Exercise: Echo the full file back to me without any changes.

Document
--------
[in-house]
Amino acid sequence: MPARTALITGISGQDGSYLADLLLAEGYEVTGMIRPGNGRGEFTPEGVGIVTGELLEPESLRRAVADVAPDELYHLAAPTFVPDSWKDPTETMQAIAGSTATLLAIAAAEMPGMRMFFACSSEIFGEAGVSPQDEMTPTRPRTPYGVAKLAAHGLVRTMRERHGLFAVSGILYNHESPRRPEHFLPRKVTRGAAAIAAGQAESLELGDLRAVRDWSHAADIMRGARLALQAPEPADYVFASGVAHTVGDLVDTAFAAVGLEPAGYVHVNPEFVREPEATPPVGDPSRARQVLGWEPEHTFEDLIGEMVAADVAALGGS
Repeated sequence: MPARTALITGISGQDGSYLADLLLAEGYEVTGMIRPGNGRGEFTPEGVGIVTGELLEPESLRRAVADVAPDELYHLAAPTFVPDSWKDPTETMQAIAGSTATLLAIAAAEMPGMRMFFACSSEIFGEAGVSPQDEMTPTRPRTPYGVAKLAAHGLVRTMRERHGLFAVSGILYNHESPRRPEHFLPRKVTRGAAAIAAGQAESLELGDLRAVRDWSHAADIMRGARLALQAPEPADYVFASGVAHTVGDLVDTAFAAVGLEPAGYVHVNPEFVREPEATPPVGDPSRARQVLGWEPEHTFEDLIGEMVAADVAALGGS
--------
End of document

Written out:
[in-house]
Amino acid sequence: MPARTALITGISGQDGSYLADLLLAEGYEVTGMIRPGNGRGEFTPEGVGIVTGELLEPESLRRAVADVAPDELYHLAAPTFVPDSWKDPTETMQAIAGSTATLLAIAAAEMPGMRMFFACSSEIFGEAGVSPQDEMTPTRPRTPYGVAKLAAHGLVRTMRERHGLFAVSGILYNHESPRRPEHFLPRKVTRGAAAIAAGQAESLELGDLRAVRDWSHAADIMRGARLALQAPEPADYVFASGVAHTVGDLVDTAFAAVGLEPAGYVHVNPEFVREPEATPPVGDPSRARQVLGWEPEHTFEDLIGEMVAADVAALGGS
Repeated sequence: MPARTALITGISGQDGSYLADLLLAEGYEVTGMIRPGNGRGEFTPEGVGIVTGELLEPESLRRAVADVAPDELYHLAAPTFVPDSWKDPTETMQAIAGSTATLLAIAAAEMPGMRMFFACSSEIFGEAGVSPQDEMTPTRPRTPYGVAKLAAHGLVRTMRERHGLFAVSGILYNHESPRRPEHFLPRKVTRGAAAIAAGQAESLELGDLRAVRDWSHAADIMRGARLALQAPEPADYVFASGVAHTVGDLVDTAFAAVGLEPAGYVHVNPEFVREPEATPPVGDPSRARQVLGWEPEHTFEDLIGEMVAADVAALGGS